I’ve just ordered another selection of wattle seeds, to germinate and plant out. These are all varieties with edible seeds, so they’re a pretty good multi-purpose plant. The idea is to plant about half of them in our Zone 5, along with holm oaks, cork oaks, stone pines, and a variety of other semi-wild food plants and bee forage plant species – the other half will go in the pasture/woodland area as shade trees.
This pasture area is going to include a series of paddocks through which our poultry and the hypothetical future goats (and maybe cow!) will be rotated. There will be fruit trees in the mix, well protected from hungry ruminants, but also a lot of multi-use fodder trees and shrubs like wattles, carob, saltbush, mulberry, and honey locust.
Honey locust is an interesting one. Although it is controversial, there are indications that it’s a non-nodulating nitrogen fixer, and it certainly grows well even in nitrogen-poor soils. So well that in some areas (including agriculktural areas of Australia) it is a major weed, forming thickets that take over in pasture areas. This seems odd to me, because both the pods and the foliage are edible and highly palatable to livestock. The pods, or rather the pulp inside them, is also edible to humans, and the whole pods can be cooked and eaten as a vegetable when green.
The tree is a graceful & attractive deciduous one, often planted as an ornamental. It is 20 – 30 m tall at maturity, with feathery leaves that give dappled shade in summer. It is fast growing, and can live 120 – 150 years. The tree is extremely thorny, with thorns growing 3 – 10 cm long on average (and sometimes as long as 20cm). Apparently the thorns were used as nails in the past. The tree and be coippiced successfully, which is often done when it is grown as a fodder plant, and produces an unusual hardwood timber used for furniture, fence posts, utility lumber, and turned objects. Honey Locust trees tend to have deep taproots and fewer lateral roots, making them well suited to agroforestry systems and alley-cropping (where trees are planted in rows, with rows of crops or pasture between them). It is also a good pioneer plant, for reclaiming damaged landscapes or areas where the soil is degraded.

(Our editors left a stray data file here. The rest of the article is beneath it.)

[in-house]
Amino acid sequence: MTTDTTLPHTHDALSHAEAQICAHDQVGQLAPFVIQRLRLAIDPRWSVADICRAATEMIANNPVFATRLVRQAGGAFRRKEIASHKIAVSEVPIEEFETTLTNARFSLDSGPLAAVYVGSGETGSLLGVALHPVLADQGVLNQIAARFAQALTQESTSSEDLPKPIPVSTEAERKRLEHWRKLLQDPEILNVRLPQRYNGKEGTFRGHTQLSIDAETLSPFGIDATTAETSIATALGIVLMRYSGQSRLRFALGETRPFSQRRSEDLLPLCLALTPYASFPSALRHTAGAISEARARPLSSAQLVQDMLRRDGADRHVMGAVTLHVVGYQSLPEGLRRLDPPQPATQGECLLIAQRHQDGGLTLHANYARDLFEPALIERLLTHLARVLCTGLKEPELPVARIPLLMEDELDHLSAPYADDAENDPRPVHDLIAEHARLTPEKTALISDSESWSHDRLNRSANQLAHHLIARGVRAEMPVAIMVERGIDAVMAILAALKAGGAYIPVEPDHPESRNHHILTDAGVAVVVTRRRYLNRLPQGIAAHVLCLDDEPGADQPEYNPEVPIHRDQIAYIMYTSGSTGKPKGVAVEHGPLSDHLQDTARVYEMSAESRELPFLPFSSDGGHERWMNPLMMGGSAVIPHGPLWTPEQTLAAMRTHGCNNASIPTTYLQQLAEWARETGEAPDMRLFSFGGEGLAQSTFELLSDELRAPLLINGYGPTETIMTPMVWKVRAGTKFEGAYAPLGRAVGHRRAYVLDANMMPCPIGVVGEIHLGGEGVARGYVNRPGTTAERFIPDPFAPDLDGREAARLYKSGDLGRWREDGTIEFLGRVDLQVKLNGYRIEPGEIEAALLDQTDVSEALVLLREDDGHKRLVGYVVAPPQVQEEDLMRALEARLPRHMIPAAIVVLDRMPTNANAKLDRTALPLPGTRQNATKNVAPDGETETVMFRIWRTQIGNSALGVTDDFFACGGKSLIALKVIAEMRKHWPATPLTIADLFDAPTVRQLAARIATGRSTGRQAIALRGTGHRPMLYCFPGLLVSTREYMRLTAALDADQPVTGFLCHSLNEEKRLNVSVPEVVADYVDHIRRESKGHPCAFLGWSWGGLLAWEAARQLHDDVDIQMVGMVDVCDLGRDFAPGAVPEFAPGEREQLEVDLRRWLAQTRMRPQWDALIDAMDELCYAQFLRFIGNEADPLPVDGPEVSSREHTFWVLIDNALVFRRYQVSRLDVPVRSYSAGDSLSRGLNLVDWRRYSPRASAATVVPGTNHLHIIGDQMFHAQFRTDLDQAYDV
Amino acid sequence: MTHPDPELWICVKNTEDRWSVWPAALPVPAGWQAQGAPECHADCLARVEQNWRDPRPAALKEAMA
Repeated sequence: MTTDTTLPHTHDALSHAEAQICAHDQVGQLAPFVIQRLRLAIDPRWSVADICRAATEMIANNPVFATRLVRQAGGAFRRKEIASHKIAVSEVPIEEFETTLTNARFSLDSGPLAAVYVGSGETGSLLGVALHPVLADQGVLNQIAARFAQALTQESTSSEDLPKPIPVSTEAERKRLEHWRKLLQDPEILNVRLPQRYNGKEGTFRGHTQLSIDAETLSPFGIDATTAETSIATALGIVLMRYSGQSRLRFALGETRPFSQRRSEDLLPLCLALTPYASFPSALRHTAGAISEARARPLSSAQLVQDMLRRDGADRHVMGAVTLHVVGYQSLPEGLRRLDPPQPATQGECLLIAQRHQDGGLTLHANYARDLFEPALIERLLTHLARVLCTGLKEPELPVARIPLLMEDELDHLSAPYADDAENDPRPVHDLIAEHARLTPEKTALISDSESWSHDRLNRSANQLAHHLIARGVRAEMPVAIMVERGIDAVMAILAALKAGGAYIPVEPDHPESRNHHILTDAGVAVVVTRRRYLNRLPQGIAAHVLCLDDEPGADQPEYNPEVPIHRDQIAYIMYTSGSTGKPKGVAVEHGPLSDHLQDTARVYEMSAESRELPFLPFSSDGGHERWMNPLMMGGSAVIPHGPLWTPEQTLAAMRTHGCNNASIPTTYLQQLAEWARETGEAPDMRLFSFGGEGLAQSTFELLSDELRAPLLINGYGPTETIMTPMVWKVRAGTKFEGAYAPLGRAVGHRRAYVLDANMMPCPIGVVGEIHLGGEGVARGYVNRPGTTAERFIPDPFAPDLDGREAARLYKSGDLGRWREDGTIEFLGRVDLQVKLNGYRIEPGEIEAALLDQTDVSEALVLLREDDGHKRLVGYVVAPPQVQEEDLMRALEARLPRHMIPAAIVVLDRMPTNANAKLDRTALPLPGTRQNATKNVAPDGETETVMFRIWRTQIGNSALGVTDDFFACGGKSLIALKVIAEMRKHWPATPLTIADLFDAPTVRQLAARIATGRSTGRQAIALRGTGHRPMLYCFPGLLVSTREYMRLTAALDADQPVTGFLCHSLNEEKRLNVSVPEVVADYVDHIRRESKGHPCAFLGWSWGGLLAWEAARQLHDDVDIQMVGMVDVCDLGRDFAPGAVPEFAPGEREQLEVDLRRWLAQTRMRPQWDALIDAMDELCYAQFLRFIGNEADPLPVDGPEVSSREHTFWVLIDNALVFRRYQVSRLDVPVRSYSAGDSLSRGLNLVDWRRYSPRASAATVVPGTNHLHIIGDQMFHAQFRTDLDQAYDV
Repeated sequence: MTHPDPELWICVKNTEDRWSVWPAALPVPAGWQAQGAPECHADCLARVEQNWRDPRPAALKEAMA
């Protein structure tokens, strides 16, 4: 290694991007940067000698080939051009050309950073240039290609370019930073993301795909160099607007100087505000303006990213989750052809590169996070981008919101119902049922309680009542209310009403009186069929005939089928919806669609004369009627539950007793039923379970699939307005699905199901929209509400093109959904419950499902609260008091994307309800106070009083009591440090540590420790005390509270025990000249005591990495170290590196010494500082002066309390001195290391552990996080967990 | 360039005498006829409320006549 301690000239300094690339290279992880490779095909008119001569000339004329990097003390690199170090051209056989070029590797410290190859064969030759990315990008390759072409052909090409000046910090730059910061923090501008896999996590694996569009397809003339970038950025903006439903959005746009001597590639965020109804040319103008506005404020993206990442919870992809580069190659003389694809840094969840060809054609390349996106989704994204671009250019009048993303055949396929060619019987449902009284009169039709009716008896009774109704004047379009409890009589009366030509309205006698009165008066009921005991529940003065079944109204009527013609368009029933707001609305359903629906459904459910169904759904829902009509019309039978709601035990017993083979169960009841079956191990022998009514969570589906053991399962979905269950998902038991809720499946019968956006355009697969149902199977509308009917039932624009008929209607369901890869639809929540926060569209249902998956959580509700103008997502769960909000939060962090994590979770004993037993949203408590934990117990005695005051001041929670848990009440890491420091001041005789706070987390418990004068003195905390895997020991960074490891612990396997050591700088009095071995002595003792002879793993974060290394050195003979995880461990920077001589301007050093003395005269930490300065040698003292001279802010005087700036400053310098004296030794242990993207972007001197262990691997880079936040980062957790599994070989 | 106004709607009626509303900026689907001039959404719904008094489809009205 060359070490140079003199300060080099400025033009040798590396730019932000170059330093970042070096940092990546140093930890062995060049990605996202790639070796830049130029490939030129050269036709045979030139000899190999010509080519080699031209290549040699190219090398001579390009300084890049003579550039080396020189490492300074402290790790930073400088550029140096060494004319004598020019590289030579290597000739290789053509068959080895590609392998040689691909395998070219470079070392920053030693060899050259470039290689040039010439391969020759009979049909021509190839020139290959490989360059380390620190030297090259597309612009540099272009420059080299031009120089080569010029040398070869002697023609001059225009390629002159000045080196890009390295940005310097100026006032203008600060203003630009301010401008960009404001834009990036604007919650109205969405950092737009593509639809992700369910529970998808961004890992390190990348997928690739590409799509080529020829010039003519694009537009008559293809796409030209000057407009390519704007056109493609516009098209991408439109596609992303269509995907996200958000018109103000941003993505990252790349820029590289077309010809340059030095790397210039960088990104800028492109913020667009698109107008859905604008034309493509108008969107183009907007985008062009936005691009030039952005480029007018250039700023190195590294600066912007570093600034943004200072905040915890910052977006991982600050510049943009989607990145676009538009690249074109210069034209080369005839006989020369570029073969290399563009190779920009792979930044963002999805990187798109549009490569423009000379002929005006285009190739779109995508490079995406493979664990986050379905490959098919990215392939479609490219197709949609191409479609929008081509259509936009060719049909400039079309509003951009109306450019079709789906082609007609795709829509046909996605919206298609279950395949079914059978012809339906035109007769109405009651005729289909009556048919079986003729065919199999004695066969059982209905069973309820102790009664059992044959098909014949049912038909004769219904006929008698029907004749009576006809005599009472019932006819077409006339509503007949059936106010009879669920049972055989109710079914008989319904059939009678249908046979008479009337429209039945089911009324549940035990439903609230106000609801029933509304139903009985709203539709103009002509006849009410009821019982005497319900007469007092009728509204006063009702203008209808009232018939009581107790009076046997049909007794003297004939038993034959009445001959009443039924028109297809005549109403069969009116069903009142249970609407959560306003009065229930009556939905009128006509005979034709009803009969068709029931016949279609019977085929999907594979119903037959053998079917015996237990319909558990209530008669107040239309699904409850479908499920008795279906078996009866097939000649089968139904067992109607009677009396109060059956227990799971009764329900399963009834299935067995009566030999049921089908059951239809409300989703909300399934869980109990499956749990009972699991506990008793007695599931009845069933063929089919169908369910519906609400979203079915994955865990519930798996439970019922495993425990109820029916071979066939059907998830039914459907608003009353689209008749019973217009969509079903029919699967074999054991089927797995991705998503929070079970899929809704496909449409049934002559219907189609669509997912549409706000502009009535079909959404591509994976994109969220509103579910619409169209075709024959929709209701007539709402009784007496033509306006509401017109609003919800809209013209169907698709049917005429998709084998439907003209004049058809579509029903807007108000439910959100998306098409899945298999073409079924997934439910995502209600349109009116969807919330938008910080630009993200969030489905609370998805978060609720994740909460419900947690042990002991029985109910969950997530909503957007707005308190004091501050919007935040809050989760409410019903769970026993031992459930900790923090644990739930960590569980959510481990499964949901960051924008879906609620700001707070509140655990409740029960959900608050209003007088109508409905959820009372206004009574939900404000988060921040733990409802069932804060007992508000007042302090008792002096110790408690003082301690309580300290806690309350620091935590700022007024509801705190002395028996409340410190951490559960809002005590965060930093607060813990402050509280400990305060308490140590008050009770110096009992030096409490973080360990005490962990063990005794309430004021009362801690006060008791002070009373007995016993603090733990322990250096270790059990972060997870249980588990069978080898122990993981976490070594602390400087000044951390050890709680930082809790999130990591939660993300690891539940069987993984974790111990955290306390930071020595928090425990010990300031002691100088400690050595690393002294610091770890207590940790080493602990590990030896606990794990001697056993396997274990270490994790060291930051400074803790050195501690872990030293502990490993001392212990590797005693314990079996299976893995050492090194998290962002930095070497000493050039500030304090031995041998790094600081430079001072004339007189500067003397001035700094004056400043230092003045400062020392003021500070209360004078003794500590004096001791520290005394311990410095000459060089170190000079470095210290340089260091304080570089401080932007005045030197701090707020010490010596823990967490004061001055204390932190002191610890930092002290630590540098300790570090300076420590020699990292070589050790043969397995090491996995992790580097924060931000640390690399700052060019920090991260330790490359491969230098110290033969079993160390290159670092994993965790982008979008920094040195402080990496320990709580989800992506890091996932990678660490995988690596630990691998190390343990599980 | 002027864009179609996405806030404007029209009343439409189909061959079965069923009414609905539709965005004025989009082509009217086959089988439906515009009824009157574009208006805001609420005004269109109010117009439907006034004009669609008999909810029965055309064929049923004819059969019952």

What honey locust needs:
- Water – Honey Locust trees are tolerant of a wide range of conditions, including extended dry periods. They occur naturally in areas where annual rainfall ranges from 510 to 1520 mm.
- Sunlight – Full sun preferred.
- Soil – Honey Locust trees may (or may not) be nitrogen fixers. Either way, they thrive in poor soils. They grow best on soil with a pH of 6.0 to 8.0.
- Space – For agroforestry plantings, the recommended spacing is to plant each Honey Locust in a 5 – 10 m square.
- Warmth – This is a very hardy plant, capable of withstanding heavy frosts and also high temperatures. Late spring frosts may damage leaves and flowers.
What honey locust has to offer:
- Edible seed pods. Alcohol can be brewed from the sugary pulp inside the pods.
- Animal fodder (seed pods and foliage).
- Landscape regeneration, through (possible) nitrogen fixing, shade, and erosion control.
- Hardwood timber.
- Nectar for honeybees. This is not a major nectar plant, but is visited by honeybees, and will flower reliably through the hot, dry, Perth summer.
- New trees, from seed.
- For more info, see the following sites:
- University of Virginia: Honey Locust Agroforestry
- North-West Weeds: Honey Locust
- Permaculture Plants: Honey Locust
Images sourced from Wikimedia Commons: